Category: Elena Ferrante

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Dayna Tortorici on Elena Ferrante
woolf ferrante

The ‘unmasking’ of Elena Ferrante earlier this year by Italian journalist Claudio Gatti angered many of her fans. Dayna Torcini argues passionately for Ferrante’s anonymity. The full article can be read on the n+1 website:

WHAT IS IT WE WANT FROM OUR AUTHORS? Too much, and of the wrong sort. A writer publishes seven novels and we ask that she sit for a picture. She signs with the name she chose for herself, but we want the one on her passport. We demand her presence at the Frankfurt Book Fair, her presence at the Strega Prize ceremony, her life story, her real estate records, and not for the scholarly reasons we pretend. The truth is we feel entitled to our celebrities and consider publicity the price of fame. “Elena Ferrante: An Answer?” reads the headline of the latest attempt to reveal her identity. To which one might ask: an answer to what?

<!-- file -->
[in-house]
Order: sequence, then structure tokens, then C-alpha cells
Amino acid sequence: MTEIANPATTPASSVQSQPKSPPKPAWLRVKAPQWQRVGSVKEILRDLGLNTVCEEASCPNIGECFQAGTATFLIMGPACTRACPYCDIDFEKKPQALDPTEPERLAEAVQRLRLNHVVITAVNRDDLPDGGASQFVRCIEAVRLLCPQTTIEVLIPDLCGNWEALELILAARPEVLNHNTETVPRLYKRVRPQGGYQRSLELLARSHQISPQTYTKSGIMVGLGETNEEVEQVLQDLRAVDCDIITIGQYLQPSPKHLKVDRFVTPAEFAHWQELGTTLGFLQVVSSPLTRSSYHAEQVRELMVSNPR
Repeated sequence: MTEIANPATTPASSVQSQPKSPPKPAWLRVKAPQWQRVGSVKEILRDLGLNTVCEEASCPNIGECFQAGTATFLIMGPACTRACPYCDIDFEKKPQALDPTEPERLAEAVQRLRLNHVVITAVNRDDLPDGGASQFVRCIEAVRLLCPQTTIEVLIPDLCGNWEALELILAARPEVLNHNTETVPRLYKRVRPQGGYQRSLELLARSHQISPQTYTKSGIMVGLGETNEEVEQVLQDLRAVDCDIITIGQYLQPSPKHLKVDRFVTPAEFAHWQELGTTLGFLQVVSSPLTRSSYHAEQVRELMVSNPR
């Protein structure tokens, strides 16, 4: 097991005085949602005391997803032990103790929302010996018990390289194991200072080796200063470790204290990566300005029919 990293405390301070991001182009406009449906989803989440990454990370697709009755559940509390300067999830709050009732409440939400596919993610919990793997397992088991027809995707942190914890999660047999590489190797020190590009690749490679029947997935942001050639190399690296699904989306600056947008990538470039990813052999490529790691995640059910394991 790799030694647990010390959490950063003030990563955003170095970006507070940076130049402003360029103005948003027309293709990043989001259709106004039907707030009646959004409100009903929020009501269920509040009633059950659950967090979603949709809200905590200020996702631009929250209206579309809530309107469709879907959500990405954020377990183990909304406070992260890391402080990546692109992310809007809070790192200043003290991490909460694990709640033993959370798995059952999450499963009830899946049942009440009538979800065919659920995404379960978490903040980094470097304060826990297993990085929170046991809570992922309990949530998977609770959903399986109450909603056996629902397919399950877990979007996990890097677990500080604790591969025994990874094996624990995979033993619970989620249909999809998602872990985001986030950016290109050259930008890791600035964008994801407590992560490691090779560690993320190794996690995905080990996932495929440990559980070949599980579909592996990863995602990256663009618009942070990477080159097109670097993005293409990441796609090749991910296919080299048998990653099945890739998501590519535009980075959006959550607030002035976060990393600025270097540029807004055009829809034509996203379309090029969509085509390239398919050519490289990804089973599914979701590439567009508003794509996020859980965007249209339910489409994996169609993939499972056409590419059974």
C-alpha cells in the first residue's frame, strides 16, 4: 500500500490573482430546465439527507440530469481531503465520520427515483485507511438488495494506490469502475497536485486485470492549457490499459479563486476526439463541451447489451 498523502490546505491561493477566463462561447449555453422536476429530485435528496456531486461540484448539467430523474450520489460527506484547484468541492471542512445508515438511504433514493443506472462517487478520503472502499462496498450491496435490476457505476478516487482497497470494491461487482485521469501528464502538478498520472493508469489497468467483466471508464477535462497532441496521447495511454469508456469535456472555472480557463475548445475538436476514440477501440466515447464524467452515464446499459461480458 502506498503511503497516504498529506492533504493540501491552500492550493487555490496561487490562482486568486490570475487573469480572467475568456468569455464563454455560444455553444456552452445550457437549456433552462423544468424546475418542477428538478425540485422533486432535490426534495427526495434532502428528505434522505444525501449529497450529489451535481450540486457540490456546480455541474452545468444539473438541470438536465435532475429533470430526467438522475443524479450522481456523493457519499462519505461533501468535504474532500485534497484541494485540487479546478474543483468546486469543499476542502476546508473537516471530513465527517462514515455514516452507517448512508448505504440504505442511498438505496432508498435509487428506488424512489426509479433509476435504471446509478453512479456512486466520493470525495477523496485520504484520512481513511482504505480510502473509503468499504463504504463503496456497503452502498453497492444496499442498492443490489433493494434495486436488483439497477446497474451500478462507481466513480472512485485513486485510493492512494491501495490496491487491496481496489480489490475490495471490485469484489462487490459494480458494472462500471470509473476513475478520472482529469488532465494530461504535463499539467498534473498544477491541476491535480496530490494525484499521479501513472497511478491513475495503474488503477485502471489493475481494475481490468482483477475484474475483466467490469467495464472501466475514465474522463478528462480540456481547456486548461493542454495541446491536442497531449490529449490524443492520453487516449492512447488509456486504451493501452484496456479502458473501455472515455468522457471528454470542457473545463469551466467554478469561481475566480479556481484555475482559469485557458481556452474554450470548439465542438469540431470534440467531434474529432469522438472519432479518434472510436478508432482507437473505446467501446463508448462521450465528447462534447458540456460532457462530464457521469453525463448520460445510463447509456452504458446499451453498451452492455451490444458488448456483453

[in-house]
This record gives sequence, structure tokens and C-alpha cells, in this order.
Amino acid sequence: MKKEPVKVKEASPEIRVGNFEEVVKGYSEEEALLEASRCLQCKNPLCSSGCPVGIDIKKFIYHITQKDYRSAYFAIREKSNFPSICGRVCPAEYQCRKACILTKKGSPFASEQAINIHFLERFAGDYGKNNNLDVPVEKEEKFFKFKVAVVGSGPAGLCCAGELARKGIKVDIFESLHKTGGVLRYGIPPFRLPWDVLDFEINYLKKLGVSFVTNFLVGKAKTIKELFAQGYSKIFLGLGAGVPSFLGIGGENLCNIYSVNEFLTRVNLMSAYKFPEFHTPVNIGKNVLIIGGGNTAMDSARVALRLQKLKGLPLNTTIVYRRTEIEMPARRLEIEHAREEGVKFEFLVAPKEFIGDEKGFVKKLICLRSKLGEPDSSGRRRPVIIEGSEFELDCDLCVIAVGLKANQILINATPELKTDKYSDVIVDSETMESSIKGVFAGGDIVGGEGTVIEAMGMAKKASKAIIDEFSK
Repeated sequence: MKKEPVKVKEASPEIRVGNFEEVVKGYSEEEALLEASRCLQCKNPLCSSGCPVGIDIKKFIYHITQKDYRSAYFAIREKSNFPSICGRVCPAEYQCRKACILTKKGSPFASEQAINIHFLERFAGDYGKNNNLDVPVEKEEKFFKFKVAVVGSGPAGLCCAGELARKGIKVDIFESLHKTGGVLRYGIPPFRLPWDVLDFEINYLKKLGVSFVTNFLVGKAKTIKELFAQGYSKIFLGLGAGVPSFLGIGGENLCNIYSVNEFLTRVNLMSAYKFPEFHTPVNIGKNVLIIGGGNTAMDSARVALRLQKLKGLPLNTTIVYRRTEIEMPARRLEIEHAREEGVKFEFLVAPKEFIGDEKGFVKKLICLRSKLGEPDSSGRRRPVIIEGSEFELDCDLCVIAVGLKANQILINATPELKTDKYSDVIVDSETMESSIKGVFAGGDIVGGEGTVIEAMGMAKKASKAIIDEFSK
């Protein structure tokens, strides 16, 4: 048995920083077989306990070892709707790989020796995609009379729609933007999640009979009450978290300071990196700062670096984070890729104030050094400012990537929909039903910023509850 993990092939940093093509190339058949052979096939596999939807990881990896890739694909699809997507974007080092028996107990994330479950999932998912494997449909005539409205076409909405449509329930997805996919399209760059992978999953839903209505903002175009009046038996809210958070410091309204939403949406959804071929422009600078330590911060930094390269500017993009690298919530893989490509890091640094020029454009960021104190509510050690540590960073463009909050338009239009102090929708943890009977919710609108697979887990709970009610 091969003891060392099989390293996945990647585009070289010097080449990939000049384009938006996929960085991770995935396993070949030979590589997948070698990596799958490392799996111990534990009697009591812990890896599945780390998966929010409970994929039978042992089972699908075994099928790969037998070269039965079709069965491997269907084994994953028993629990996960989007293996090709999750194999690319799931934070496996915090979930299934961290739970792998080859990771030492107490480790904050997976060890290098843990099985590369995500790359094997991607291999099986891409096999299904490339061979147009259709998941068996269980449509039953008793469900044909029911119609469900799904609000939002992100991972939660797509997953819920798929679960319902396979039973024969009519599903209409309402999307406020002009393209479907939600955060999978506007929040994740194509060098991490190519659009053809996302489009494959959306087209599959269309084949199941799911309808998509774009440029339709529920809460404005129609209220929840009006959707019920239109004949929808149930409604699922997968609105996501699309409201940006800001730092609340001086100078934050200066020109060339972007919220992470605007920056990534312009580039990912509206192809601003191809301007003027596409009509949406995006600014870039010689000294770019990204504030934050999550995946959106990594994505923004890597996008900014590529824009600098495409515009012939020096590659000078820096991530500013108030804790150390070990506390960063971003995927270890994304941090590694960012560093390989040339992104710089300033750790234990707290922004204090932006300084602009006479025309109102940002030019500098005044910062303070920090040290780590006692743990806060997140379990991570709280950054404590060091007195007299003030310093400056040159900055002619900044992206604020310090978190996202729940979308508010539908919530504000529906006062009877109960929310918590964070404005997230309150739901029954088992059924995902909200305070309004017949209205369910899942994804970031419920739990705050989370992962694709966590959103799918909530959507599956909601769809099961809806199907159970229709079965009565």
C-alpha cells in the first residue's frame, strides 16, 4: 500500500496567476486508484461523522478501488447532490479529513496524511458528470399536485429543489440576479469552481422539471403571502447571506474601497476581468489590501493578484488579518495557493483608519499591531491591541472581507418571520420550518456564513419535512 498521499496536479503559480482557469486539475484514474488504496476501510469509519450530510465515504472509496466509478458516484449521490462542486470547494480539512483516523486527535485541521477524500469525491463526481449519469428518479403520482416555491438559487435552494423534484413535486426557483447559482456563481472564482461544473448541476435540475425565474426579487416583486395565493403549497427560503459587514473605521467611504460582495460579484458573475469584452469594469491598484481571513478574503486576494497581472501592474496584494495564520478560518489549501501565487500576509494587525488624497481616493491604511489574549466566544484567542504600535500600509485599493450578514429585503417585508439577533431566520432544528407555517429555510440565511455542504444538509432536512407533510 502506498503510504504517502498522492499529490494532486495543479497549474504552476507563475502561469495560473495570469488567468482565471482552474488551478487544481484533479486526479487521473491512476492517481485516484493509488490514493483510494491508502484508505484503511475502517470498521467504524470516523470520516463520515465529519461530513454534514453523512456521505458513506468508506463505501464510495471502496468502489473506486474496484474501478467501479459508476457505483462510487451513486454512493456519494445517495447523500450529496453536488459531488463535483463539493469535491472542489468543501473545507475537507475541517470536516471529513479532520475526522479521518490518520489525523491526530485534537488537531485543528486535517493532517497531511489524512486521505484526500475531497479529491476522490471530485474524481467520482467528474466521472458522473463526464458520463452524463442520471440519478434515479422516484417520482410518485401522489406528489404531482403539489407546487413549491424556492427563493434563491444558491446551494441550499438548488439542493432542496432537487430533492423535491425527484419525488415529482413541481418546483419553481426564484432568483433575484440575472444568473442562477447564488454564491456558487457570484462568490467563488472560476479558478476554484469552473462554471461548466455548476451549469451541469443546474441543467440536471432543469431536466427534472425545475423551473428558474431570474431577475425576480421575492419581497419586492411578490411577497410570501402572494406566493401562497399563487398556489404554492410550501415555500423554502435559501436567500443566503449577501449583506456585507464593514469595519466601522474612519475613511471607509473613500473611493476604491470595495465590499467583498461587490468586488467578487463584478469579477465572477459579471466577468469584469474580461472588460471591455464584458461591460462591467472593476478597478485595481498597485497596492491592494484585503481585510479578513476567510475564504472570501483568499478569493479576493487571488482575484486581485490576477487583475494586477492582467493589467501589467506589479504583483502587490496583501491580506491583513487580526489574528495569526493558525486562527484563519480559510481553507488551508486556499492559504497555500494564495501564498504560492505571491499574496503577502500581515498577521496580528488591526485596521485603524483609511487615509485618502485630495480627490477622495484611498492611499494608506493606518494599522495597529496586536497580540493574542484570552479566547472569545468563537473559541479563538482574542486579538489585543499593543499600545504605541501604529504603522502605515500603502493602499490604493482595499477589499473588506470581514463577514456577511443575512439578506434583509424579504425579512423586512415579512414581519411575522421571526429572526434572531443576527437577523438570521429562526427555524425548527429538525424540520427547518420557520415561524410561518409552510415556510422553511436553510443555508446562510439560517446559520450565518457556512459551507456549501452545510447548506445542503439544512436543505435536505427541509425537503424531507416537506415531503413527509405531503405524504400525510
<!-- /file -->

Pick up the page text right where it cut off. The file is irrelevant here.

For an anonymous author, Elena Ferrante is not stingy. She has given many interviews, usually through written correspondence, and furnished her critics with ample material to aid in their task of interpretation. She has shared her literary influences, her political views, an account of her process, and her working definition of literary truth. She has also explained ad nauseam her insistence on being “absent” as an author, her refusal to appear in public as Ferrante or publish under her given name. Her initial reason was shyness. “I was frightened at the thought of having to come out of my shell,” she told the Paris Review, a hesitation most writers will understand. (Writing, at least in theory, is the rare type of performance at which the timid, nervous, and physically ungainly can excel.) Over time, she came to embrace the implicit stance against publicity, the “self-promotion obsessively imposed by the media,” and the facile readings that author-worship tends to encourage. The trouble with reading biographically—as anyone who’s tried it can tell you—is how quickly it slips into reading symptomatically: search the author for clues to the novel and soon you’ll be searching the novel for clues to the author. It’s not a crime, to read this way, but it tends to foreclose other interpretive paths. It also mistakes the author for an analysand, the novel for a dream. Ferrante’s absence keeps things open: “Remove that individual [the author] from the public eye,” she said, and “we discover that the text contains more than we imagine.”